The question of what CEOs want from CIOs has been asked for as long as chief information officers have existed. On the face of it, the granting of a C-level role would appear to ensure that information leaders are regarded as strategic authorities by their ultimate bosses. However, reports of what status the CIO has in the organization remain mixed. CIO magazine in the US recently gathered together leading executives and academics to discuss the CIO-CEO relationship.
Michael Friedenberg (CIO magazine): What has changed about what CEOs expect from the CIO?
Raj Gupta (Kellogg School of Management): I have talked to 15 to 20 CEOs directly, and they are looking for someone who can be a trusted business partner. Of course, the CIO has to keep the trains running; otherwise there is no opportunity to be a business partner. But CEOs want the CIO to be a senior leader such that, when you are with the rest of the executive team, it's hard to tell that you are the CIO.
Chris Patrick (Egon Zehnder): No CEO asks us to recruit a great technologist who can get email working -- that's table stakes [the minimum requirement]. They want people who can connect the technology to their strategic intent. I have clients who are investing billions of dollars in IT. They want a person who can show the team the ROI from this investment.
Bob Badavas (TAC Worldwide): A lot of what CIOs have developed and been known for during their careers is now just table stakes. The equivalent with the CFO is the ability to balance the books. I don't give the CFO a lot of credit for that. CIOs must move beyond the plumbing. At the end of the day, what CIOs are paid to do is take a full seat at the strategic planning table and be an integral part of the strategic decision-making -- which means they need to know what business they're in. Get out of the office and find out why people buy your product or service. IT is a strategic weapon. To find out how to use it, the CIO must get out of the office and engage with clients and the front-line distribution or sales organization.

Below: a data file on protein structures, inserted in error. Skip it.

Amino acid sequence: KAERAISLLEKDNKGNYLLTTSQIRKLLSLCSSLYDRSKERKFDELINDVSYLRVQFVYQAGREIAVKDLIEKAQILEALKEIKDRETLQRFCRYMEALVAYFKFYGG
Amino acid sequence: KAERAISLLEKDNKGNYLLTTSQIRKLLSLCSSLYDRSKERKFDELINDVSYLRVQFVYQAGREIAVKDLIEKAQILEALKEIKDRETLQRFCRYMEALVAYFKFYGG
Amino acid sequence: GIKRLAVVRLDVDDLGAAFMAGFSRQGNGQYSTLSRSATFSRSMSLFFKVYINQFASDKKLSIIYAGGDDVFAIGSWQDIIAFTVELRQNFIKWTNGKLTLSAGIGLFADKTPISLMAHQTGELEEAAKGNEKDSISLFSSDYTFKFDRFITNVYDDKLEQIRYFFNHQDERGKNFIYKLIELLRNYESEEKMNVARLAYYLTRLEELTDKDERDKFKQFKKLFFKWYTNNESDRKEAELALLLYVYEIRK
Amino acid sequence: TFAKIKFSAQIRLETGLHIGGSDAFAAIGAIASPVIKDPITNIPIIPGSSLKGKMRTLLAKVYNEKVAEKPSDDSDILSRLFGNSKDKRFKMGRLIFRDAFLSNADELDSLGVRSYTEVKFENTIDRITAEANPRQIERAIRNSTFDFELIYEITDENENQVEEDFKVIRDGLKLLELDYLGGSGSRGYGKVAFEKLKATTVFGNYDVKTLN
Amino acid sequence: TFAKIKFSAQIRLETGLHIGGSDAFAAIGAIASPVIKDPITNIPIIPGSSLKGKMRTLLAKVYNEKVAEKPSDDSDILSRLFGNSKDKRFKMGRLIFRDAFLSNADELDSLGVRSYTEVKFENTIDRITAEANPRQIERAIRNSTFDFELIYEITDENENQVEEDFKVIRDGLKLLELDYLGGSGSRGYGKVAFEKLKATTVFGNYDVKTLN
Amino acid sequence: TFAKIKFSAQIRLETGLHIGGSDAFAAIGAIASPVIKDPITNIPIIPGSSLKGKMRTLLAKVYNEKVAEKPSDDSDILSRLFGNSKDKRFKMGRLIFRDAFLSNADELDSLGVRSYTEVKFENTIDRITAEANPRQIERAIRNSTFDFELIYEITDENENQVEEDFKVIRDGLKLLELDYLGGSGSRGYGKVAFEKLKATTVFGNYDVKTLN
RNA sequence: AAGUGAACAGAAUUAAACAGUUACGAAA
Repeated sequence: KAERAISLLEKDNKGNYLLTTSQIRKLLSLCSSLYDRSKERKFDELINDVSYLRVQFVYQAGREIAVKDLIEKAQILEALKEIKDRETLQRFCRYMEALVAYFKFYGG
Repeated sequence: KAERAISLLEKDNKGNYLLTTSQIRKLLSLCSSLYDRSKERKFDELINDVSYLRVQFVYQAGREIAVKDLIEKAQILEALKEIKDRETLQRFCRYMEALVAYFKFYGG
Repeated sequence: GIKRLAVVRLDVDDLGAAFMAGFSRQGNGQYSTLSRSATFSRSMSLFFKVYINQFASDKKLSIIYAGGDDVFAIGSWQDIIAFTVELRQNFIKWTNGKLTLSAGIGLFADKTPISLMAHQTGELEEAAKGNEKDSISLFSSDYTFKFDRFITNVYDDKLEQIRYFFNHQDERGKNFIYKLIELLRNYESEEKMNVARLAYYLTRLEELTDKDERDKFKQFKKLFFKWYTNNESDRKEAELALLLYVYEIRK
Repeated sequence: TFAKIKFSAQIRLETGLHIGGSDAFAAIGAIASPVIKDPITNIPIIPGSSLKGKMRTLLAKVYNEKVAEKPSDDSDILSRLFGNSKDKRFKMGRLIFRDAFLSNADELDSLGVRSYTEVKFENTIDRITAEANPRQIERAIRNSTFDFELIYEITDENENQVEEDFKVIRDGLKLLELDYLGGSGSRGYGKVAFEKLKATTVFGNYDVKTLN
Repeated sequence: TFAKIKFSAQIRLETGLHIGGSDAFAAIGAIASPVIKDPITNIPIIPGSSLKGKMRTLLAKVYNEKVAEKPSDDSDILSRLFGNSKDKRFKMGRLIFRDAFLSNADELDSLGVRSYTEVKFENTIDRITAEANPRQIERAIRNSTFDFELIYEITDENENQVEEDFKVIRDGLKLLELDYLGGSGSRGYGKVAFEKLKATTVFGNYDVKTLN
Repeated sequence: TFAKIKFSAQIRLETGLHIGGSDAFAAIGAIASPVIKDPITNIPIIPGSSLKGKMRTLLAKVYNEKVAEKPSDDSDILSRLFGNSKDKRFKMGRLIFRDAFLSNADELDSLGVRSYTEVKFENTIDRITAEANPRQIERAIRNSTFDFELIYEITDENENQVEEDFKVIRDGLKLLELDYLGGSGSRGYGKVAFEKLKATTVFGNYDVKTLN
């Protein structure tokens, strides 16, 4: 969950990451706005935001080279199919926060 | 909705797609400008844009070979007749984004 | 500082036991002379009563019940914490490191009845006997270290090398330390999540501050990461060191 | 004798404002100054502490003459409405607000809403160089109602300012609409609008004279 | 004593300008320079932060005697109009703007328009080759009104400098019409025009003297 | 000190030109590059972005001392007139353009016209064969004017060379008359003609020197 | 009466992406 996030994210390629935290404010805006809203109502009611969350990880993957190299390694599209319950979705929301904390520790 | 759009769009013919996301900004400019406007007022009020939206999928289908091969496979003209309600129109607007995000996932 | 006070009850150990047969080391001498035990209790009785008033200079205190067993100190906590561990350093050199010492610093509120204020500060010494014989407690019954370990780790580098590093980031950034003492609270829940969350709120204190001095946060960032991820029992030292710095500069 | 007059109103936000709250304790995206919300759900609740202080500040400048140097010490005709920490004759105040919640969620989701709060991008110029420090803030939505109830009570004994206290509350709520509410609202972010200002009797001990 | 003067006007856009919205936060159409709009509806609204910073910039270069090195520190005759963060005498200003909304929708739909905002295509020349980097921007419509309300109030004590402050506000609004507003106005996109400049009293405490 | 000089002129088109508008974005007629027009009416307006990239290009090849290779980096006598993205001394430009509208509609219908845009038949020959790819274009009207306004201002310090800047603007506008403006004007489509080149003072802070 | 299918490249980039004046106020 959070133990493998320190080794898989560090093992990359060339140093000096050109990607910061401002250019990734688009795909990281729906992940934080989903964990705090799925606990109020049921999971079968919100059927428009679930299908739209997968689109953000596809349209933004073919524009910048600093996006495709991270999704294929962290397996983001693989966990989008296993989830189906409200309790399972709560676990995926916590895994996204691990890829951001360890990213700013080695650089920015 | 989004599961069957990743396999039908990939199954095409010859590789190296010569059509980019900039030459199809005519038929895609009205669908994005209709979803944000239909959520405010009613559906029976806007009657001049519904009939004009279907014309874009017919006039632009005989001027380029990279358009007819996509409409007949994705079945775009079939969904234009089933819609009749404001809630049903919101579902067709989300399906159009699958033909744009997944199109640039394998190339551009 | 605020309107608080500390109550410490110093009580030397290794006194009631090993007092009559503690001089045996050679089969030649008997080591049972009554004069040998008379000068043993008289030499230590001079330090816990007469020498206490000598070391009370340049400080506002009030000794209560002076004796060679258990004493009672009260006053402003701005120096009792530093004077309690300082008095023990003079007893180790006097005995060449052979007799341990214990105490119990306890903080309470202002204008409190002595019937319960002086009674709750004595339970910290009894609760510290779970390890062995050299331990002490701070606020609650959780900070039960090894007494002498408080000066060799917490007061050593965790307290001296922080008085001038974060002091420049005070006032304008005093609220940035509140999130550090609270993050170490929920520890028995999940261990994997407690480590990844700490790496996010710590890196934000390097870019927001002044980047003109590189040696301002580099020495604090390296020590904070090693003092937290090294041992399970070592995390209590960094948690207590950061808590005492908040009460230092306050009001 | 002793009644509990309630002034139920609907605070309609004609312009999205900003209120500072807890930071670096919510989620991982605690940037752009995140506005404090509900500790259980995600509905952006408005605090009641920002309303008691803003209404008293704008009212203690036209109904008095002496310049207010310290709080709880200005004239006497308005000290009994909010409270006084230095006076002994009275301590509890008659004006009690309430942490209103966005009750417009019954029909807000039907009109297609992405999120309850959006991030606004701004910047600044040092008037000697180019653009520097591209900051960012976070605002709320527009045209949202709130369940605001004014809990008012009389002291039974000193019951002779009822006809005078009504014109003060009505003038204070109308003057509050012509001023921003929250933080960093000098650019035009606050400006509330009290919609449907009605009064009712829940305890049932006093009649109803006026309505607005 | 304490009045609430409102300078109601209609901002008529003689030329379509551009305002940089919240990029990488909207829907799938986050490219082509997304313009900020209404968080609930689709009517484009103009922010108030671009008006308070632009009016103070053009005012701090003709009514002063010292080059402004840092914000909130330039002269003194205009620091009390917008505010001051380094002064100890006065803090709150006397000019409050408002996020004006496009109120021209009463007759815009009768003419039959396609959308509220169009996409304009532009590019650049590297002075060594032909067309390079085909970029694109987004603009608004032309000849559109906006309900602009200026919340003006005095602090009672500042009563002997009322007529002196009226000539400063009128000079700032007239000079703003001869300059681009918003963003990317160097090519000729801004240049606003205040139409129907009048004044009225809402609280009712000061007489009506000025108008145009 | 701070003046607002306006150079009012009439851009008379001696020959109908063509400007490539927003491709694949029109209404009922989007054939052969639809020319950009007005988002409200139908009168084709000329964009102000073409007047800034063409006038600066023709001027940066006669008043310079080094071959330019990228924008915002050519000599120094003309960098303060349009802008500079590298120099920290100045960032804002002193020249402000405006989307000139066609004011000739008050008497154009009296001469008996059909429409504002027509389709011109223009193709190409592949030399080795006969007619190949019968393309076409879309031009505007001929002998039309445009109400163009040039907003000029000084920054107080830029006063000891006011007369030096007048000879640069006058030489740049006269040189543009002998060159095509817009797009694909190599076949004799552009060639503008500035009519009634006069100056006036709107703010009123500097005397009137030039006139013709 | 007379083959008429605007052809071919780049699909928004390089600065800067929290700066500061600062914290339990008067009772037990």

Steve Merry (Sara Lee): It's imperative that the CIO is at the table. Technology is a given: it works, and there is more than enough technology to last us the next 100 years. We need to get value from that by removing the clutter and making it easy to use. Then we can sit with our business partners and take the business forward, focusing on things that make a difference -- growth, innovation and acquisitions.
Friedenberg: I don't know of any CIO or CEO who would disagree with the need for CIOs to drive business value. But not everyone succeeds in doing that. Do CEOs really mean what they say about CIOs?
Patrick: CEOs all read the same Harvard Business Review articles. They all want "strategic CIOs". But often they are not sure what to do with them and how to best leverage the talent and expertise these individuals can bring.
Gupta: While everyone wants this strategic role, both sides are not quite sure if the CIO is as ready as they think. The test I pose to CIOs: 'Can they talk to the management committee and outside stakeholders in a language that doesn't label them as a CIO?' That's the test of credibility. The CEO isn't quite ready as well. They are so engaged in keeping the business running that they have trouble finding time to give the CIO the opportunity to be a strategic business driver. They must have commitment and belief and not just talk the talk.
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